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Mechanical power is normally defined as $P = \mathrm{d}W/\mathrm{d}t$, and work is normally defined as $W = \vec F \cdot \vec x$. Today an undergrad pointed out a confusion he had from Griffiths' E&M book where he has the line

$$P = \frac{\mathrm{d}W}{\mathrm{d}t} = \vec F \cdot \vec v$$

Which is a definition of power I had seen before. But the student was confused because it seems like, if you have a time dependent force $\vec F(t)$, the math should work out like:

$$P = \frac{\mathrm{d}W}{\mathrm{d}t} = \frac{\mathrm{d}\vec F(t)}{\mathrm{d}t} \cdot \vec x + \vec F \cdot \frac{\mathrm{d}\vec x(t)}{\mathrm{d}t}$$

(From the product rule.)

However, I've never seen the above formula, so I'm guessing it's wrong. Also, it clashes with the $\vec F \cdot \vec v$ version that I'm pretty sure works completely fine with a time dependent force.

I gave him a pretty weak answer and warned him that it's probably not correct: I told him that if you start with the differential form of work, $dW = \vec F \cdot d \vec x$, it seems to assume that the force stays the same in that tiny $d\vec x$, so it's constant there, and then dividing both by $dt$ gives you the equation we're looking for.

Wikipedia seems to say something similar, basically using the step of $d\vec x = \vec v \ dt$ to get $\vec F \cdot \vec v$, which also assumes that $\vec v$ is constant over $d \vec x$.

So, assuming one of those are correct, I see how they get $\vec F \cdot \vec v$. But what's the flaw in the product rule thing?

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2 Answers 2

The error in the original reasoning comes from asserting that $W=\vec F\cdot \vec x$. This is only true if the force is constant.

For a particle traveling along a parameterized curve $\vec x(t)$ and under the influence of a force $\vec F(\vec x,t)$ which is explicitly dependent on both position in space and time, the work performed on the particle by this force from a time $t_0$ to a time $t$ is defined as follows: \begin{align} W_{t_0}(t) = \int_{t_0}^{t} \vec F(\vec x(t'),t')\cdot \dot{\vec x}(t') \,dt' \end{align} Note that the expression on the right is often written $\int \vec F\cdot \vec dx$, but this is really schematic, the the mathematically precise definition is what I have written above in terms of a parameterized path with an integral over some range of parameter values. The definition of instantaneous power is then \begin{align} P(t) = \dot W_{t_0}(t) \end{align} Taking the derivative of both sides with respect to $t$, and using the fundamental theorem of calculus, we obtain the desired expression for the power \begin{align} P(t) = F(\vec x(t),t)\cdot \dot{\vec x}(t') \end{align}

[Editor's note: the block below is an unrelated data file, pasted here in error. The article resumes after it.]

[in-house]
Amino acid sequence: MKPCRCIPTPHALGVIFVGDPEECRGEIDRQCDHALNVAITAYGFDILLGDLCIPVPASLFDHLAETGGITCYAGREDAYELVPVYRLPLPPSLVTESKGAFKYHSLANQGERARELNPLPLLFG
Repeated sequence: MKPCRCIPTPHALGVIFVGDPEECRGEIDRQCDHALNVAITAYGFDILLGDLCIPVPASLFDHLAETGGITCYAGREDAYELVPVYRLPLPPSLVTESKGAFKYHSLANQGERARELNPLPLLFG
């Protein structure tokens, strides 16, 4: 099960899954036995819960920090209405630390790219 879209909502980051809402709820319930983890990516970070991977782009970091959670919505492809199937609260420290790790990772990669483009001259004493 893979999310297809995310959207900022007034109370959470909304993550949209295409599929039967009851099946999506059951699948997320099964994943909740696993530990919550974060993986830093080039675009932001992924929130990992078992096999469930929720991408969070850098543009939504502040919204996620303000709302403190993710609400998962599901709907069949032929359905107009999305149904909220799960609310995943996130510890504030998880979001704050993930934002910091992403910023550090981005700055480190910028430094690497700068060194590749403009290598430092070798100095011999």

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I think $F$ doesn't have to be constant but constant direction. –  Shuchang Sep 20 '13 at 0:46
1  
@ShuchangZhang That's simply not true. If you want to take the force outside of the integral, then it must not have non-trivial dependence on space or time. –  joshphysics Sep 20 '13 at 0:53
    
Oh, yes indeed. –  Shuchang Sep 20 '13 at 0:56
    
$\int\vec F\cdot d\vec x$ is precise if you understand it as symbolic notation for the 1-form $\sum_i F_i dx^i$ –  Christoph Dec 2 '13 at 20:09
    
@Christoph Agreed, although I hesitate to say such things in an answer like this since I think few who would be confused by the question would also understand differential forms. Thanks for the comment. –  joshphysics Dec 2 '13 at 20:19

If you take a closed system with no external forces acting on it, and within it there is a force acting on a mass that moves a distance $d\vec r$, then $$\vec F\cdot d\vec r + d(energy) = 0$$

So because of its physical significance as part of a conservation law, it's given the name work done and a differential definition:

$$dW = \vec F\cdot \vec dr$$

You can create all sorts of differential expressions involving $\vec F, \vec r$ and their differentials such as $d(\vec x\cdot\vec F) = d\vec x\cdot\vec F + d\vec F\cdot\vec x$, but that doesn't make them physically useful.

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